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Uk's Current Account Deficit Post War Record!

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http://www.telegraph.co.uk/finance/economics/11532598/Why-the-UKs-current-account-deficit-has-economists-scared.html

The UK is one of a few major economies in the world that isn’t keeping investors awake at night. The eurozone and Japan are battling with stagnation, China faces the prospect of a hard landing, and the US is poised to hike interest rates. The UK, by contrast, faces very few home-grown risks.

However, there is one rather large cloud on the horizon: the country’s current account deficit. This is the difference between the amount of goods, services and payments the UK sends to the rest of the world and the amount coming in. In short, it is the difference between the amount of money flowing in and out of the UK.

And, at the moment, cash is draining out of the UK like water down an open plughole – the UK’s current account deficit recently rose to its highest level as a share of GDP since records began.

..A month later, Ben Broadbent, the Bank’s deputy governor for monetary policy, said the deficit suggests the UK has been savvy in borrowing from abroad to fund investments...The deficit was 5.4pc of GDP at the time of the Governor’s speech last year. It then climbed to 5.6pc in the final quarter of 2014, according to the Office for National Statistics.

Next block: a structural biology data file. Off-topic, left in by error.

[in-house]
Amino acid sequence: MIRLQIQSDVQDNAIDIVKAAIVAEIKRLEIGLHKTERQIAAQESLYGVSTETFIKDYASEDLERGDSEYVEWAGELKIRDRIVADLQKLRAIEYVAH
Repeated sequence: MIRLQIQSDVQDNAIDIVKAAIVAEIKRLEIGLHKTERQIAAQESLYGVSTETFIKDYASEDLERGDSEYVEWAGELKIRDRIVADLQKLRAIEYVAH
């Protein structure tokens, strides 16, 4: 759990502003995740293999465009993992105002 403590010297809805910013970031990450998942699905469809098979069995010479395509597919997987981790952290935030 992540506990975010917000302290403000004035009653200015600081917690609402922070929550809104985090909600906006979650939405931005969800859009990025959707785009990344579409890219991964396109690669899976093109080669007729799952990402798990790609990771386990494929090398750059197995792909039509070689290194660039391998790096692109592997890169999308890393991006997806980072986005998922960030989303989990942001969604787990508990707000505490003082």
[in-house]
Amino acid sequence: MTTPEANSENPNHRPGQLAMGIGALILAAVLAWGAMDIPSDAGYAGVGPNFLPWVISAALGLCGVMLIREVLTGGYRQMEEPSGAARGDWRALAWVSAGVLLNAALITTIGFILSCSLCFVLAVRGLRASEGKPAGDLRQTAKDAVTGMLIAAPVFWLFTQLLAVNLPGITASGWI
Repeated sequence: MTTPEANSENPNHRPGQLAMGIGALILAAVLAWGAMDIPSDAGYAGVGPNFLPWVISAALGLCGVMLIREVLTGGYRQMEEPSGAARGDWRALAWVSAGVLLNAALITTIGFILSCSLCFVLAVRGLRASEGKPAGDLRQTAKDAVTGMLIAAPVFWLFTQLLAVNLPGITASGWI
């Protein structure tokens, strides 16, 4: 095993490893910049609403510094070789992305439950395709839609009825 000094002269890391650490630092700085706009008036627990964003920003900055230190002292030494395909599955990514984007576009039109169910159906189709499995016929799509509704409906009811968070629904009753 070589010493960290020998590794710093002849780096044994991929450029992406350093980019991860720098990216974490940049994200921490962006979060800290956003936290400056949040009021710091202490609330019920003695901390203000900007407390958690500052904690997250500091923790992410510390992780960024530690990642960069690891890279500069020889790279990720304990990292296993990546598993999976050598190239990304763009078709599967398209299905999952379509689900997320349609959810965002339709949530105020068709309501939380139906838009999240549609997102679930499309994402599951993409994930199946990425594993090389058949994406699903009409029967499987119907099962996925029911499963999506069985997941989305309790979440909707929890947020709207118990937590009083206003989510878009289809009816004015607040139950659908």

Yeah a post war record in the midst of a recovery!!

Luckily everyone wants to invest in UK housing....

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The UK, by contrast, faces very few home-grown risks.

However, there is one rather large cloud on the horizon: the country’s current account deficit. This is the difference between the amount of goods, services and payments the UK sends to the rest of the world and the amount coming in. In short, it is the difference between the amount of money flowing in and out of the UK.

And, at the moment, cash is draining out of the UK like water down an open plughole

That won't be a home grown risk though.

Edited by billybong

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Yay!

We been broken down
the lowest turn
and been on the bottom line
sure ain't no fun
but if we should be evicted from our homes
we'll just move somewere else
and still carry on
Hold on, Hold on, Hold on

Chorus
The only way is up, baby
For you and me, baby
The only way is up
For you and me

Now we may not known
Where our next meal is coming from

But with you by my side
I'll face what is come
boy, I wanna thank you
for loving me this way
things may be a little hard now
but we'll find a brighter day
Hold on, Hold on, Hold on

Chorus

Edited by XswampyX

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Seeing as they're referring to post war the link below gives a chart of the £$ exchange rate since 1945 showing it's decline from about 4.0 in 1945 to about 1.5 now.


http://

www.miketodd.net/encyc/dollhist-graph2.htm

Posted for the chart and not the text. The text might be of interest as well though.

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Seeing as they're referring to post war the link below gives a chart of the £$ exchange rate since 1945 showing it's decline from about 4.0 in 1945 to about 1.5 now.

Posted for the chart and not the text. The text might be of interest as well though.

Very interesting. The lows correspond broadly with the electoral cycle, the exact inverse of house prices. Both a consequence of artificially suppressing base rates to generate an easy money 'Otis Feelsgood' effect for the electorate.

How long before 1985's $1.05:£1 is the order of the day again? Then, at least, the UK had vast reserves of North Sea oil and gas to exploit.

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